- Create your own nib cleaner. Trish Meyer shared the following ingenious tip with us:Carrie Designs (Carrie Imai) has a great tip: She breaks the top off a toothbrush and glues it (with Liquid Nails) to the inside of a small container. Fill it with water, and it makes it easy to clean and scrub your nib as you write. My cleaning dish is a sponge, clean water, and this toothbrush container – top right of pic (I use an old microwave dish as it’s heavy and doesn’t move).
- Trish Meyer has also found a great product for cleaning nibs. She says, “I use Maas metal polish to remove dried ink and tarnish. You will need to treat the nib like a new nib afterward, but it will look like one, too. Find it at: http://www.amazon.com/gp/product/B001AH8K4U/.”
No matter what method you choose for cleaning, take time to dry your nibs after you clean them.
Loading Your Nib Into the Holder: The first thing to consider when using a nib and holder is how to correctly load your nib. It’s not always obvious the first time you try! For a straight holder, the nib fits on the outside of the metal pieces, not in the center. Many people assume it goes into the middle of the tines, but placing it there just means your nib will move when you write and will almost certainly mess up your writing. Placing it on the outside holds the nib in place.
For an oblique holder, you want the tip of your nib tines to line up with the center of the holder. Thus, you need to push it back far enough in the flange to allow this to happen. The Speedball Oblique holder will prevent you from inserting several nibs far enough because it has a closed end. Otherwise, you should be able to move your nibs for proper placement. An easy way to do this is to lay your holder on a piece of paper. Draw a straight line out from the middle of the holder, and then load your nib. Keep pushing it back until the tip of your nib is hitting the line you’ve drawn.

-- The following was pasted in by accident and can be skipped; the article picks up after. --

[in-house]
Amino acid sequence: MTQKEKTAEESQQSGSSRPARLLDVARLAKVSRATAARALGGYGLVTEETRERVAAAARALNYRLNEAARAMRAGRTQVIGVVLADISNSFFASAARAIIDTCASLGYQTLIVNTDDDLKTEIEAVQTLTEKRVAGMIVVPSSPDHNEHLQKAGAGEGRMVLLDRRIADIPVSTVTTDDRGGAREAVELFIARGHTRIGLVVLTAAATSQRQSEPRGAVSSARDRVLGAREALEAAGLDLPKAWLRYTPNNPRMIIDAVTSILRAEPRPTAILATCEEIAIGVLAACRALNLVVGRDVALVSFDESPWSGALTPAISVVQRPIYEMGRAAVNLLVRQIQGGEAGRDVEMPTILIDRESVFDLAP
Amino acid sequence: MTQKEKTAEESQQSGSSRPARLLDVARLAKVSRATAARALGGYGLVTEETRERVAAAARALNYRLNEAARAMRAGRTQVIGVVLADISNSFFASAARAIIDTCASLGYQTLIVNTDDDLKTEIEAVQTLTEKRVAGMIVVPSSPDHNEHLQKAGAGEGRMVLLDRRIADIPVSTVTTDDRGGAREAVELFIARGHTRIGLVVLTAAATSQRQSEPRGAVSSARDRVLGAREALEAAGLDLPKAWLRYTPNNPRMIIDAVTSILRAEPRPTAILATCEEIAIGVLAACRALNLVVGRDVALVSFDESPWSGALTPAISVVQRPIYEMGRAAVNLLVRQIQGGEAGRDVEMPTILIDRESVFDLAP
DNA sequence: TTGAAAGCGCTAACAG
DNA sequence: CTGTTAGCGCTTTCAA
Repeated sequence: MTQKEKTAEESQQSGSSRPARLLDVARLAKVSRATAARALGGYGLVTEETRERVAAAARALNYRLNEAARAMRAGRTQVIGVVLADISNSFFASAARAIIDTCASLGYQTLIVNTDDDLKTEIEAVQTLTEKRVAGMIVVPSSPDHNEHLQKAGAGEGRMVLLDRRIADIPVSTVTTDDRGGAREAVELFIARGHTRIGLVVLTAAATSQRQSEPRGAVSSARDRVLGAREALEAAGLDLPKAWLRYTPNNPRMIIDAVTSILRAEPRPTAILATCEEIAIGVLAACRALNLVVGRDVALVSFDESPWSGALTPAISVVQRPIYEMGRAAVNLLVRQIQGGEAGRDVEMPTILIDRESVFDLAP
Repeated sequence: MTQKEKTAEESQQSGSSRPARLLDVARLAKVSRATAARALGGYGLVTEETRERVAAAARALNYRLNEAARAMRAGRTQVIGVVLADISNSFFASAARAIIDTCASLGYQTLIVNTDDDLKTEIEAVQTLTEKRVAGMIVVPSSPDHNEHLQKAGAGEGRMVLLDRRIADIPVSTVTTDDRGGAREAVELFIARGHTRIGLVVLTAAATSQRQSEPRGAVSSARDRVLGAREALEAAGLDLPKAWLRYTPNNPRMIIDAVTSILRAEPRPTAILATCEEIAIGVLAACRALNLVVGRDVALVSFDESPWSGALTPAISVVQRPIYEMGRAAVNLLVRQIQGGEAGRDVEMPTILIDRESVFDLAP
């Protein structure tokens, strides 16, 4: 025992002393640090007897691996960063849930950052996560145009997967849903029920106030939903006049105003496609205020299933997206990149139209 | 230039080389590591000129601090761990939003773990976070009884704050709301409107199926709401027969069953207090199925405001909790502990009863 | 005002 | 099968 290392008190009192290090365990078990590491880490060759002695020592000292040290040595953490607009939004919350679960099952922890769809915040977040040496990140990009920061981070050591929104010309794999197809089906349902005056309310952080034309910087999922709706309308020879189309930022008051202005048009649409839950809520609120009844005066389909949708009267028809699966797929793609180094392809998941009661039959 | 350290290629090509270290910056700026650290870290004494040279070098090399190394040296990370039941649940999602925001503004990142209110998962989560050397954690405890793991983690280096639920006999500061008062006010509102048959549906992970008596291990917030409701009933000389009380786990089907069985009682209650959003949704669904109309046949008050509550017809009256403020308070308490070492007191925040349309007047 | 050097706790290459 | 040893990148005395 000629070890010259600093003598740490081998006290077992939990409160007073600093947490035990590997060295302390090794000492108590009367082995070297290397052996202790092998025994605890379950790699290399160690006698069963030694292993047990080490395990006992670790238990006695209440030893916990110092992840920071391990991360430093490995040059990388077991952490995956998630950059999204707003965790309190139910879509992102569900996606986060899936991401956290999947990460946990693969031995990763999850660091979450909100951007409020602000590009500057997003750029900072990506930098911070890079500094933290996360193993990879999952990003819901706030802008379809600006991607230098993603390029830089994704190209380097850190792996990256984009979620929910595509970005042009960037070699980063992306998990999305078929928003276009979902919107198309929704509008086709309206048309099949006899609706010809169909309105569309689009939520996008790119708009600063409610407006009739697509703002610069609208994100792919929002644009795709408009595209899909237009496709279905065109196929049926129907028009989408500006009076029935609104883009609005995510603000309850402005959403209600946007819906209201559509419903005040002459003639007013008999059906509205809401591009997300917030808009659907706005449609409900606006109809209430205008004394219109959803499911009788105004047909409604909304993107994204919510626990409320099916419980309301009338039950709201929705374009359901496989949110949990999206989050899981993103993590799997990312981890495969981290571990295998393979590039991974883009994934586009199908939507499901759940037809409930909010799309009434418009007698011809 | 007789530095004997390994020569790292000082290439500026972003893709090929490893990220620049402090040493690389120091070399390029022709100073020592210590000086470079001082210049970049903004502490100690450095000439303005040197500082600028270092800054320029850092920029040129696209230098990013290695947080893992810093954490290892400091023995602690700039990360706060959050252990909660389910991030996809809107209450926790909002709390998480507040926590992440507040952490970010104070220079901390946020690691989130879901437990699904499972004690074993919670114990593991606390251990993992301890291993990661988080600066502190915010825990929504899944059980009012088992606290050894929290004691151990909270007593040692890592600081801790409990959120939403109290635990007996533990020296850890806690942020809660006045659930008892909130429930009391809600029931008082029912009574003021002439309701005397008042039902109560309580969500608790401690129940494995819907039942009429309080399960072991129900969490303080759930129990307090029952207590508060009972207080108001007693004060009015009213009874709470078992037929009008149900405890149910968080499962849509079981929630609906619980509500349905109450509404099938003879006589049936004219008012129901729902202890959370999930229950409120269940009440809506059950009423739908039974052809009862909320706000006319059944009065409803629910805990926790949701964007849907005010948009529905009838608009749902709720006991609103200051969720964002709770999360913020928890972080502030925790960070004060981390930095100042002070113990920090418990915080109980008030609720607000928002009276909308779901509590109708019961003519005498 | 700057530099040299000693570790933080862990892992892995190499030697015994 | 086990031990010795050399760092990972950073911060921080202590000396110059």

Adjusting your holder: If you are not using an adjustable holder, you may need pliers to adjust your flange when necessary. There are several small-sized versions available, but our favorites are these designed by Christopher Yoke. We will soon be carrying them! You can use these to bend the flange ever so gently to accommodate various nibs.
If you are using an adjustable holder, all you need is a small screwdriver (or, in desperate times, insert your Exacto blade upside down into the knife and use the flat side). You can loosen or tighten the holder to accommodate a wide variety of nibs. Notice that the flange has three openings. The outer opening is for larger nibs such as the Nikko G or Zebra G. The middle opening works well for the Brause EF66, and the dead center is for holding crowquill nibs. While these holders are more expensive, they do give much better options.
Storing your holder: Holders are incredibly easy to store. A pencil cup works just fine, as do pen trays. For travel, you can use an ArtBin travel box, a roll-up pouch, or even a pencil pouch depending on whether your holders are straight or oblique.
Again, in order for this series of articles to be most successful, we want your feedback! Share your own favorite tips or ask questions you have regarding the topic at hand. We want you to find this series useful!